Dr. Weyrich's Naturopathic Functional Medicine Notebook is a collection of information on topics of interest to Dr. Weyrich that may be of interest to the world wide audience. Due to limitations of time, not all information that Dr. Weyrich knows or would like to further research is published here. Dr. Weyrich welcomes financial contributions to support specific research topics, as well as copies of non-free access journal articles for him to review on a topic. Constructive criticism is also welcome.

Overview of Diabetes Mellitus Type I

Type I Diabetes Mellitus is sometimes called juvenile onset diabetes because the new onset peaks at about age 12. The onset is rapid and is generally thought to be due to an autoimmune process triggered by some unidentified infection. The autoimmune process destroys the pancreatic tissue that produces insulin, thereby requiring lifelong insulin supplementation.

A related type of diabetes is sometimes called Type 1.5, LADA, or Latent Autoimmune Diabetes of Adults.

Complimentary and alternative treatments for diabetes mellitus type I that are considered below include:

  • Immune System Balancing
  • Low Dose Naltrexone
  • Neurotransmitter Balancing

Treatment of Diabetes Mellitus Type I

Please see conventional, complimentary and alternative medical treatments for important background information regarding the different types of medical treatments discussed below.

Conventional Treatment of Type I Diabetes

Insulin replacement is the primary treatment for Type I Diabetes Mellitus, along with proper diet and exercise. Poor glucose control is generally blamed for secondary causes of morbidity and death such as atherosclerosis. See [Joslin], [Kelly2001].

Experimental treatments with stem cells are being tried, but are not expected to be helpful unless the autoimmune reaction can be eliminated.

A monoclonal antibody called teplizumab (Anti-CD3) has shown that "clinical type 1 diabetes (T1D) can be delayed for a median of two years in children and adults at high risk." [https://trialnet.org/our-research/completed-studies/teplizumab]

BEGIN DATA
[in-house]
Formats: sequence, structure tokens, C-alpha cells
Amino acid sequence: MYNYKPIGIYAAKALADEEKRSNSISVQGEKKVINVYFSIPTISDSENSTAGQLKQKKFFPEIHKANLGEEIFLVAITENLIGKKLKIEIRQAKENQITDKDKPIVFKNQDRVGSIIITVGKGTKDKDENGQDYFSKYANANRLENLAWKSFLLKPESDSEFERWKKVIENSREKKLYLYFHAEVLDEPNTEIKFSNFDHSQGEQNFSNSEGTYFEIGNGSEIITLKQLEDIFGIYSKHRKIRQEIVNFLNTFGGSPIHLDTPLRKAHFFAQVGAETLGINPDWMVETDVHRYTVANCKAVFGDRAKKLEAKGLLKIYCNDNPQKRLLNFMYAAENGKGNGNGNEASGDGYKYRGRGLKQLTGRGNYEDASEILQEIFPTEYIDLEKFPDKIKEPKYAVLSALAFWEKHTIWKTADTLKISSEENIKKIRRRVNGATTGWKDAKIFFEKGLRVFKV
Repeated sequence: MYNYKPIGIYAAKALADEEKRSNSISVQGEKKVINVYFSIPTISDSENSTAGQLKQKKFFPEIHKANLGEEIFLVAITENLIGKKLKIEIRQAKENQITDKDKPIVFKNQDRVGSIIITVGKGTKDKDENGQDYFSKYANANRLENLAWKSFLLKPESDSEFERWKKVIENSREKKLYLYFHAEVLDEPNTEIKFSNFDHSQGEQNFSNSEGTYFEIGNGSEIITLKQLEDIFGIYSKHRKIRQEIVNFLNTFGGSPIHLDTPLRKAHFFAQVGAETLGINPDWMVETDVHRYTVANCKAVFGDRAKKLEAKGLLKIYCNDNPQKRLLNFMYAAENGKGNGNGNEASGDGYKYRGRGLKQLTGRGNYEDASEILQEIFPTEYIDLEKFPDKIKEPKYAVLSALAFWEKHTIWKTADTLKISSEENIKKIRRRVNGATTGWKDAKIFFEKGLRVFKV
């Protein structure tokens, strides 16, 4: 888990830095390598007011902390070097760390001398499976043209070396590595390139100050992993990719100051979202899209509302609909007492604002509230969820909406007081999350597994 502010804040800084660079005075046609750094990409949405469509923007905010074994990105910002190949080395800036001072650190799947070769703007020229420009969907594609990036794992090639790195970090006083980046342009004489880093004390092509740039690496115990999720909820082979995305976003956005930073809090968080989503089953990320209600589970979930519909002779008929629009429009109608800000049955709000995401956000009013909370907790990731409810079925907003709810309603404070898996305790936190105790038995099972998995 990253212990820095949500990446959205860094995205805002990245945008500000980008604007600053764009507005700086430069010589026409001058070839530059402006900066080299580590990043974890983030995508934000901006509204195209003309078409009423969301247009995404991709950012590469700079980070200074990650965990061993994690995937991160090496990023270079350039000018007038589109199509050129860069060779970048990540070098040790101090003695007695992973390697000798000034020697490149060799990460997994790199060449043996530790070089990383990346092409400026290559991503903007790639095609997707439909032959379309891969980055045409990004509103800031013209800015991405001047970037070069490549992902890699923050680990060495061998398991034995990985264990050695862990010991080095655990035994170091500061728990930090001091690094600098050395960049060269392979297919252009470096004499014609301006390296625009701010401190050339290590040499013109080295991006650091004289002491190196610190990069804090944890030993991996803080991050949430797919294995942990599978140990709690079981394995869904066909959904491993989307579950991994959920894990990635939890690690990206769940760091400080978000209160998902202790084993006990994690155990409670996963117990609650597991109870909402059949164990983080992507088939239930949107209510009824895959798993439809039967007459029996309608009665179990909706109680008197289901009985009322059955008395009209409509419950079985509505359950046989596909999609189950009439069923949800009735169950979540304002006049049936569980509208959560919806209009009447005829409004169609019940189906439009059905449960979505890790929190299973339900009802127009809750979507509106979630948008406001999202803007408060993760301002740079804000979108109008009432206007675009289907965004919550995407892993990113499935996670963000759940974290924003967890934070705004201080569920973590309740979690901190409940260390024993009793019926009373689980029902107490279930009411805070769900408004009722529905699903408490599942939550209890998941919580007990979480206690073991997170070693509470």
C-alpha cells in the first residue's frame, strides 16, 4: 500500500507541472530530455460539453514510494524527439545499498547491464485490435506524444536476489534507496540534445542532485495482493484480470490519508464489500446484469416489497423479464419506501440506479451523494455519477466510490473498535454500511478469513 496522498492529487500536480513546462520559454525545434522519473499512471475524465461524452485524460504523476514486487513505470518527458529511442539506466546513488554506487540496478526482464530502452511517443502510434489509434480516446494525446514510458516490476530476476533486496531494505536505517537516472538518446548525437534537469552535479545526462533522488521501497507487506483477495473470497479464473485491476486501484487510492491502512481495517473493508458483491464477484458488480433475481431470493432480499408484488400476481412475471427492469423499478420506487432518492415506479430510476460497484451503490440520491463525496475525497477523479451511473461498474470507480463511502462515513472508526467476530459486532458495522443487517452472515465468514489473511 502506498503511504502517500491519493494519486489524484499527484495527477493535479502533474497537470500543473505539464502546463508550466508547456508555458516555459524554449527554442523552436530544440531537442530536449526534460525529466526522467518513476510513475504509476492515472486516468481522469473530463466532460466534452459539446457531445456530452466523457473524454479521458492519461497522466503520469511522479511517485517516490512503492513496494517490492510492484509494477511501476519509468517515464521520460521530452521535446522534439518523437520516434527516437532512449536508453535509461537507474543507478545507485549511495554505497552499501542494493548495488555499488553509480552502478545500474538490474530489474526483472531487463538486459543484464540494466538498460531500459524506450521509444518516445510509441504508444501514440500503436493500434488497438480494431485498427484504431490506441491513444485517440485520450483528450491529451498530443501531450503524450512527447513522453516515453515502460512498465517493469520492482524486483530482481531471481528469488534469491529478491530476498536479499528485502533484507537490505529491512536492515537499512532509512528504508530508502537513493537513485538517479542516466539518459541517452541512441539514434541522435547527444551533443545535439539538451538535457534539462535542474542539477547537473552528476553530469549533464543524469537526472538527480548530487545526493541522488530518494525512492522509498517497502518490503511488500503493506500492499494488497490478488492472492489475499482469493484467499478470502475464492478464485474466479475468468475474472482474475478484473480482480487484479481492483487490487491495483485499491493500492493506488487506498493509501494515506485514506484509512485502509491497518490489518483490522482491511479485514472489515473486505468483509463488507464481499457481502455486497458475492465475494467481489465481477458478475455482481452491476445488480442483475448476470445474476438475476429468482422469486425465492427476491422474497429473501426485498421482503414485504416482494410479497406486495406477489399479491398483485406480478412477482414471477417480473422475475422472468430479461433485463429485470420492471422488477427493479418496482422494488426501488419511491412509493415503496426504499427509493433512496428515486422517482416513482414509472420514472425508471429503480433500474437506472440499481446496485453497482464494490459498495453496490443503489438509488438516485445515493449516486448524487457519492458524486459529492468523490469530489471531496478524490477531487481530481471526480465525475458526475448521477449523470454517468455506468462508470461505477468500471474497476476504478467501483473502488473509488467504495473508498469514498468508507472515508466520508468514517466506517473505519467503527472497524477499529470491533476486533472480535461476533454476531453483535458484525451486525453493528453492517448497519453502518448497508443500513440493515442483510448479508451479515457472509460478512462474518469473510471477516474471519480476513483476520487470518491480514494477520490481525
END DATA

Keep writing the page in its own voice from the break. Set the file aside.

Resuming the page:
Naturopathic, Complimentary and Alternative Treatments

Optimize Thyroid Function

Hypothyroidism has been associated with diabetes (type I and II) and it has been observed that diabetic patients concurrently treated for hypothyroidism are spared most of the secondary causes of morbidity and death [Starr2005, pg 42].

Immune System Balancing

[McCulley2018, pp 28, 33, 35, 60, 89, 363-386] reports that Type I and Type 1.5 diabetes melitis are TH1- and TH17-dominant [DM1], localized, autoimmune disorders, and proposes an approach to treating these diseases, which should be supervised by a properly trained medical professional. Dr. Weyrich has considerable interest in this topic, but has not treated any cases of DM1 or LADA with Immune System Balancing.

Please see What is Immune System Balancing? for more information.

Low Dose Naltrexone (LDN)

According to the Low Dose Naltrexone home page [LDN], LDN has been seen to benefit many different autoimmune diseases. Dr. Weyrich is aware of one anectdotal report of treating Diabetes Mellitus Type I using LDN. In this case, better blood glucose control was obtained, and insulin dose was reduced but not eliminated.

Dr. Weyrich has been trained in the use of Low Dose Naltrexone (LDN). However, Dr. Weyrich has not treated any cases of Diabetes Mellitus Type I with LDN.

Please see What is Low Dose Naltrexone? for more information.

Neurotransmitter Balancing

Neuro Research [Hinz2015] reports that chronic diseases such as Diabetes Mellitus Type I can be benefited by balancing neurotransmitter levels in the body.

Dr. Weyrich has been trained in neurotransmitter balancing protocols, but has not treated Diabetes Mellitus Type I using this technique.

Please see What is Neurotransmitter Balancing? for more information.

Prevention of Diabetes Mellitus Type I

There is evidence that hypothyroid function suppresses the immune system and increases susceptibility to whatever bacterial or viral infection might trigger the autoimmune response [Starr2005].

Hypotheses regarding Diabetes Mellitus Type I

Type I Diabetes is typically diagnosed when about 90% of insulin-secreting pancreatic tissue has been destroyed. It is theoretically possible that if the autoimmune process can be arrested soon enough, some pancreatic function can be maintained and even some reversal can be achieved. There are no FDA-approved protocols to do this.

Adult Stem-cells

Adult stem-cell research also holds some promise for restoring pancreatic function. Adult stem-cells are collected from the patient's own tissues and do not have problems with tissue incompatibility (MHC-mismatch) that stem cell lines from other people (such as fetal stem cells) would have. However, introducing new insulin-secreting cells still faces the problem that the autoimmune process must be arrested in order to prevent destruction of the new insulin-secreting cells as well.

References for Diabetes Mellitus Type I